Could you please explain the harmful effects, if any, that potassium chloride fertilizer has on soil.

Thank you,
Marvin Miller



We posed your question to Dave Wilson, a research agronomist here at The Rodale Institute. Dave said:

Potassium chloride (KCl) is a salt and contains chlorine as the chloride ion as is found in table salt. This is not the same form of chlorine used to kill microbes, in bleach or in chlorinated drinking water. (I am not sure if the effect of chloride from KCl on soil microbes has been measured.)

The main harmful effect of KCl use is the increase and buildup of chloride in the soil, which reduces the yield of salt-sensitive crops. Tobacco is extremely sensitive to excess amounts of chloride. Crop plants such as potato, sweet potato, peaches, citrus and some legumes are sensitive to high quantities of chloride. High rates of Potassium chloride should be avoided on these crops.

The potential harmful effects of using potassium chloride fertilizer is from the salt concentration of the material. The lower-grade potassium materials will have a greater content of soluble salts per pound of potassium supplied. With some crops and with some methods of fertilizer placement, this higher salt content may be inhibit plant growth. Fertilizers can cause injury to plants when applied in excess or when too much is placed too close to the roots of the crop. This injury is referred to as "burning.” Low levels of burn, even without visible damage, can impede the roots’ ability to uptake nutrients. Salts become a problem when enough concentrate in the soil solution near the root zone to negatively affect plant growth. Excess salts in the root zone hinder and reduce the roots’ ability to absorb water from the surrounding soil. This lowers the amount of water available to the plant, even if there may be adequate amounts of soil moisture for that particular crop. The presence of excess salts in the soil solution causes the plants to exert more energy extracting water from the soil. This cause plant stress and "burning."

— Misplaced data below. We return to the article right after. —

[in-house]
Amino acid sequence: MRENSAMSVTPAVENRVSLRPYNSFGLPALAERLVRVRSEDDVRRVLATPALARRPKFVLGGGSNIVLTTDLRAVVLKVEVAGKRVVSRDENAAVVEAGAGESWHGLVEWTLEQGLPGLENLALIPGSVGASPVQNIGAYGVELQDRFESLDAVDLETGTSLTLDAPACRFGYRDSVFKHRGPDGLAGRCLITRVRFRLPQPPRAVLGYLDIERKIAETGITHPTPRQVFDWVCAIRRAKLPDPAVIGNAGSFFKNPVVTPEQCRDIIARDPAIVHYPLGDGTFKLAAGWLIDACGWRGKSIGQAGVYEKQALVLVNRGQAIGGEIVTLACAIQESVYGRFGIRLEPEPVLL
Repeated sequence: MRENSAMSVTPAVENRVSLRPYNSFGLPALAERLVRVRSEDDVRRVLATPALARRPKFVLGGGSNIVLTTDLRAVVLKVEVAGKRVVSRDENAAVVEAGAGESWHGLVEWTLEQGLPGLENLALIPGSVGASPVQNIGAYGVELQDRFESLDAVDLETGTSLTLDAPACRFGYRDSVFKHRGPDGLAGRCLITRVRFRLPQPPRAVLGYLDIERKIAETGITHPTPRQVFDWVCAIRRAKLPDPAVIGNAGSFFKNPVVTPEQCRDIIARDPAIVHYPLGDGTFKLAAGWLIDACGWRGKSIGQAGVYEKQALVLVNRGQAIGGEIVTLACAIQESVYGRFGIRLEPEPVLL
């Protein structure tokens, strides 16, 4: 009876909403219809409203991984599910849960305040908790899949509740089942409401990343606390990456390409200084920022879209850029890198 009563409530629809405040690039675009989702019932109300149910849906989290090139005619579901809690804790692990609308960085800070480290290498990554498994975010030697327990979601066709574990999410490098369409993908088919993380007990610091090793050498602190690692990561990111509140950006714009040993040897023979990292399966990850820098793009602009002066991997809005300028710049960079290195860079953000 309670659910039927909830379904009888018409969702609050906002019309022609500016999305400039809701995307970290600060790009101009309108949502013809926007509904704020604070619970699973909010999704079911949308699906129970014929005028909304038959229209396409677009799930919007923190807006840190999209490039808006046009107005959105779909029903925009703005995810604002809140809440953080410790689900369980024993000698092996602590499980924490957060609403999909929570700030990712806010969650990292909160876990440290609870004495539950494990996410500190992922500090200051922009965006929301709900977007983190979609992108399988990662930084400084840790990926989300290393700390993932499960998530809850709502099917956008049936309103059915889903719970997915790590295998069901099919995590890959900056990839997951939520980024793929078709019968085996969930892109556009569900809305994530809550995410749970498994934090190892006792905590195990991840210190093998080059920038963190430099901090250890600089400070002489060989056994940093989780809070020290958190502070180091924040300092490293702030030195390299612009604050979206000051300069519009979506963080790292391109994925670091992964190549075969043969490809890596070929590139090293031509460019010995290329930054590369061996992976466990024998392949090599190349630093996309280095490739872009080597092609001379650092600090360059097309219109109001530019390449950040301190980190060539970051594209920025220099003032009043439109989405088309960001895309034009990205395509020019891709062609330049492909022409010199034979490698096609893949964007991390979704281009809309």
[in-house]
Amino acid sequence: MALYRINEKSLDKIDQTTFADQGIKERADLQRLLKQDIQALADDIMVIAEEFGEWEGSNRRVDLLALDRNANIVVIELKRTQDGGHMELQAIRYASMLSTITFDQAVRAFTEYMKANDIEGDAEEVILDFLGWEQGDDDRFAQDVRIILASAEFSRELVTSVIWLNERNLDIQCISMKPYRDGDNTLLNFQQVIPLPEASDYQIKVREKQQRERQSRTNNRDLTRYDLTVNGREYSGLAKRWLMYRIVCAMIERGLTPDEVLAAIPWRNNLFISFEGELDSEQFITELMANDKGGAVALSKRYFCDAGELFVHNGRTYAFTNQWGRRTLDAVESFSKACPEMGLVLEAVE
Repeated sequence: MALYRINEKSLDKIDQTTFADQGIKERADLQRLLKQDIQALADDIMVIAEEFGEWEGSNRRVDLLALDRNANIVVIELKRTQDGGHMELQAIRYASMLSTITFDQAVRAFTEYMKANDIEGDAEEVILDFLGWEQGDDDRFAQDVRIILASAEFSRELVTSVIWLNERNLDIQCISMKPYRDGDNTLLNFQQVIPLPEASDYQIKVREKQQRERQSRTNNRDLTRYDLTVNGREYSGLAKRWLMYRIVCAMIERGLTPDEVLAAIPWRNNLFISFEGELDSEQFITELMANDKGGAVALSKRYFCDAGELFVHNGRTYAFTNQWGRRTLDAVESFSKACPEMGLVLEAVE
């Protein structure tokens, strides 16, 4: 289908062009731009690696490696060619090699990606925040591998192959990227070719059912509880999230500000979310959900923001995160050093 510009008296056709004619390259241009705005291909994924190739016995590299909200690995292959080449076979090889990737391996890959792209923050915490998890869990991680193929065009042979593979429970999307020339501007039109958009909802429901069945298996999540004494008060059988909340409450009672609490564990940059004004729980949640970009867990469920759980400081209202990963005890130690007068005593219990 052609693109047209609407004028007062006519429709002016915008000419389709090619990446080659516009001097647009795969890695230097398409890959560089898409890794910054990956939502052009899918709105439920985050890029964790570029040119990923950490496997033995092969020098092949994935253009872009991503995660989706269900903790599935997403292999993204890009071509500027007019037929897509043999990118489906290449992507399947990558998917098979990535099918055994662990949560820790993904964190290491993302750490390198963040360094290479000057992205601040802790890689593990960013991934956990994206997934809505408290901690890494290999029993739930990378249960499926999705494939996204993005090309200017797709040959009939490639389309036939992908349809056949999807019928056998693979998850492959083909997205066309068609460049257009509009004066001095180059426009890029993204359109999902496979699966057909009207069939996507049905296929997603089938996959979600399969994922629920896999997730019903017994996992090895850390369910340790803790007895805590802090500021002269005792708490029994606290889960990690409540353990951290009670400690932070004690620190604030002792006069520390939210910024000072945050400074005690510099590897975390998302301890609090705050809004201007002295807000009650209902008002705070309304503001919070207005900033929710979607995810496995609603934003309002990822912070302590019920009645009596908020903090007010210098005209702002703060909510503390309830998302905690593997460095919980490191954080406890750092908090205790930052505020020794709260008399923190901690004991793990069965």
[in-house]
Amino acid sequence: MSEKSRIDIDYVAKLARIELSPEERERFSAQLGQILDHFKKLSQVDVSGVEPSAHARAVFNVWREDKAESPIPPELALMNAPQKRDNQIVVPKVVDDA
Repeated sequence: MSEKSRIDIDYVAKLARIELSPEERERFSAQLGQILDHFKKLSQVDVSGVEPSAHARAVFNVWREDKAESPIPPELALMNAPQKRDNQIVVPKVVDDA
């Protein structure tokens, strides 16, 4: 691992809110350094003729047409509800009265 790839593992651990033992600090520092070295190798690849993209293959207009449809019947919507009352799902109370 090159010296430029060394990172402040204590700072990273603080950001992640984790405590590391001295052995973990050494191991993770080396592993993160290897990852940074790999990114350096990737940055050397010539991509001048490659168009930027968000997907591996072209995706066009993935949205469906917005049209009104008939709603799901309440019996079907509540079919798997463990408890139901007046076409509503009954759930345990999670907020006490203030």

The extent to which fertilizers can burn plants is evaluated by the "salt index" of the material. The salt index rating compares the fertilizer with an equal weight of sodium nitrate. The higher the salt index, the higher the fertilizer "burn" potential. Potassium chloride has a salt index rating of 116, one of the highest salt indexes of all commercial fertilizers. The salt index of table salt (sodium chloride) is 153. Other Potassium fertilizers are available that have a lower salt index; the lower the salt index, the less likely it will cause burning. Potassium nitrate has a salt index of 74; potassium sulfate has a salt index of 46.




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